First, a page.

4. Go back to 2 until convergence (the cluster centroids stop moving or they move small imperceptible amounts).

Let’s go through an example (fake data) and discuss some interesting things about this algorithm.

Visually, we can see that there are 2 clusters present.

Let’s randomly assign the cluster centers.

Let’s now assign each point to the closest cluster.

The points are now colored blue or red depending on which centroid they are closer to.

Next we need to update our cluster centroids. For the blue centroid, we take the average of all the x-coordinates â€“ this will be the new x-coordinate for the centroid. Similarly we look at all the y-coordinates for the blue points, take their average and this becomes the new y-coordinate for the centroid. Likewise for the red points.

When I do this, the centroids shift over.

Once again I need to figure out which centroid each point is close to, which gives me the following.

Once again, I update my cluster centroids as before.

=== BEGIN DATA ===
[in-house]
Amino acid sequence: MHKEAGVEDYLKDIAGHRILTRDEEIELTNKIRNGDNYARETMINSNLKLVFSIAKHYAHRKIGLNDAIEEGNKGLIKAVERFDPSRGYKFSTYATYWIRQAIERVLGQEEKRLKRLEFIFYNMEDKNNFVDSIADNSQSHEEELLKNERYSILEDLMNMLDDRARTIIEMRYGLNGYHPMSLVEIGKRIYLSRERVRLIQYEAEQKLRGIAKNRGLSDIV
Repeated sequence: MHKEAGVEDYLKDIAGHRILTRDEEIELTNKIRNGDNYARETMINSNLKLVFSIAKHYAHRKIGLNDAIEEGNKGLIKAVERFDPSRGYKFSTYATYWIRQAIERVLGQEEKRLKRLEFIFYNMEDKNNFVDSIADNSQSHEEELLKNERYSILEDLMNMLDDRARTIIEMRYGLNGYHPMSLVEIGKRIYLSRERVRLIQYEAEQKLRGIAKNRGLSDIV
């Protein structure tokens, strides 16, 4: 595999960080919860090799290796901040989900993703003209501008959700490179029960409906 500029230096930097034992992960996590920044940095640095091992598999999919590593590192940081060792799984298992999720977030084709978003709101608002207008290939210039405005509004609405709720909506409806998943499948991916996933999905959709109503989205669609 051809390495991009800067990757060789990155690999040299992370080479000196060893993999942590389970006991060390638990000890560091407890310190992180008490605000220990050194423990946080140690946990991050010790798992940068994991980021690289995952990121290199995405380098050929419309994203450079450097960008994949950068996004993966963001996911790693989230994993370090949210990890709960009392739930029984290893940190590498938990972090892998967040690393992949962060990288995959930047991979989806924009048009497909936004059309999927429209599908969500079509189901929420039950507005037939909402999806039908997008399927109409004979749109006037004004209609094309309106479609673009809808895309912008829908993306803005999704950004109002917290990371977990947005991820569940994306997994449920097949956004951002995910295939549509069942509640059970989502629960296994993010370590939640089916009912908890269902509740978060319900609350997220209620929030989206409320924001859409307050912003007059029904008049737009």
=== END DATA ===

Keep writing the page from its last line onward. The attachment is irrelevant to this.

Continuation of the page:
If we try to do another shift, the centroids won’t move again. This is evident from the last 2 figures where the same points are assigned to the cluster centroids.

At this point, we say that k-means has converged.

#### Convergence

Convergence mean that the cluster centroid don’t move at all or move a very very small amount. We use a threshold value to indicate that if the centroid does not move at least that much the k-means has converged.

Mathematically, k-means is guaranteed to converge in a finite number of iterations (assigning point to a cluster and shifting). It may take a long time, but will eventually converge. It does not say anything about best or optimal clustering, just that it will converge.